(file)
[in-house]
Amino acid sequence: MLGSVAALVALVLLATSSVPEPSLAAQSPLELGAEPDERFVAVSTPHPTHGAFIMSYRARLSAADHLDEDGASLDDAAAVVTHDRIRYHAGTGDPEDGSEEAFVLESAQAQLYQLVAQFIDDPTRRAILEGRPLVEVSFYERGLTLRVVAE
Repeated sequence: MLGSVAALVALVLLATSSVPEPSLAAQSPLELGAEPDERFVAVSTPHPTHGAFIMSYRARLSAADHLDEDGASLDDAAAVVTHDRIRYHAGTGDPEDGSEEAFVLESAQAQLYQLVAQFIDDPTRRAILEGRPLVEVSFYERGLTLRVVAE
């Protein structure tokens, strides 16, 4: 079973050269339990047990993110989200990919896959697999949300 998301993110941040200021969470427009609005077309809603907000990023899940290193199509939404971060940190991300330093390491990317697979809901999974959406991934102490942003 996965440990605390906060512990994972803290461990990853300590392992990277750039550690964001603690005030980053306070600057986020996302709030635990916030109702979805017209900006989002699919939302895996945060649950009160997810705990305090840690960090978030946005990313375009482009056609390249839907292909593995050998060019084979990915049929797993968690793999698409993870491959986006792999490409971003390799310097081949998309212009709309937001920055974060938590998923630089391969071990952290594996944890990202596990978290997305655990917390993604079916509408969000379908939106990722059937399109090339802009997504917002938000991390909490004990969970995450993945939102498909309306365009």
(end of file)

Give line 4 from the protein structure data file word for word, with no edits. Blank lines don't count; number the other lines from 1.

């Protein structure tokens, strides 16, 4: 079973050269339990047990993110989200990919896959697999949300 998301993110941040200021969470427009609005077309809603907000990023899940290193199509939404971060940190991300330093390491990317697979809901999974959406991934102490942003 996965440990605390906060512990994972803290461990990853300590392992990277750039550690964001603690005030980053306070600057986020996302709030635990916030109702979805017209900006989002699919939302895996945060649950009160997810705990305090840690960090978030946005990313375009482009056609390249839907292909593995050998060019084979990915049929797993968690793999698409993870491959986006792999490409971003390799310097081949998309212009709309937001920055974060938590998923630089391969071990952290594996944890990202596990978290997305655990917390993604079916509408969000379908939106990722059937399109090339802009997504917002938000991390909490004990969970995450993945939102498909309306365009």